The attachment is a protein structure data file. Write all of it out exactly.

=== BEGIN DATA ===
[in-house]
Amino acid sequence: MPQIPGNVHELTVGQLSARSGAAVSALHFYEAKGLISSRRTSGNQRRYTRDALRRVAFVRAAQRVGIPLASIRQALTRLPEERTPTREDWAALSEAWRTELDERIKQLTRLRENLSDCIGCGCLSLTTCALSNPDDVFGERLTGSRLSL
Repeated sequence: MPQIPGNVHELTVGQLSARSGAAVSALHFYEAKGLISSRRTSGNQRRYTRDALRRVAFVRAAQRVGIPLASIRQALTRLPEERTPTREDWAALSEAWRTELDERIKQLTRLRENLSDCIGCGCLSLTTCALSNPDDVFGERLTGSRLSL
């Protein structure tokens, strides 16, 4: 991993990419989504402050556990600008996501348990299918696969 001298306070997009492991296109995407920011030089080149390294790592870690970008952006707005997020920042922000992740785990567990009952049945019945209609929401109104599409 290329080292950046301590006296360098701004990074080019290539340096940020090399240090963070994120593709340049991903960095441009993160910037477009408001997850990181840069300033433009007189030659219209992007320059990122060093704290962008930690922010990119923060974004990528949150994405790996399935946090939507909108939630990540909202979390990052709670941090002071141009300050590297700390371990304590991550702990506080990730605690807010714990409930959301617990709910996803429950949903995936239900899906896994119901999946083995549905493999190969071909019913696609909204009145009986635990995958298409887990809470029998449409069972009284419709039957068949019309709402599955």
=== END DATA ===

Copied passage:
[in-house]
Amino acid sequence: MPQIPGNVHELTVGQLSARSGAAVSALHFYEAKGLISSRRTSGNQRRYTRDALRRVAFVRAAQRVGIPLASIRQALTRLPEERTPTREDWAALSEAWRTELDERIKQLTRLRENLSDCIGCGCLSLTTCALSNPDDVFGERLTGSRLSL
Repeated sequence: MPQIPGNVHELTVGQLSARSGAAVSALHFYEAKGLISSRRTSGNQRRYTRDALRRVAFVRAAQRVGIPLASIRQALTRLPEERTPTREDWAALSEAWRTELDERIKQLTRLRENLSDCIGCGCLSLTTCALSNPDDVFGERLTGSRLSL
């Protein structure tokens, strides 16, 4: 991993990419989504402050556990600008996501348990299918696969 001298306070997009492991296109995407920011030089080149390294790592870690970008952006707005997020920042922000992740785990567990009952049945019945209609929401109104599409 290329080292950046301590006296360098701004990074080019290539340096940020090399240090963070994120593709340049991903960095441009993160910037477009408001997850990181840069300033433009007189030659219209992007320059990122060093704290962008930690922010990119923060974004990528949150994405790996399935946090939507909108939630990540909202979390990052709670941090002071141009300050590297700390371990304590991550702990506080990730605690807010714990409930959301617990709910996803429950949903995936239900899906896994119901999946083995549905493999190969071909019913696609909204009145009986635990995958298409887990809470029998449409069972009284419709039957068949019309709402599955």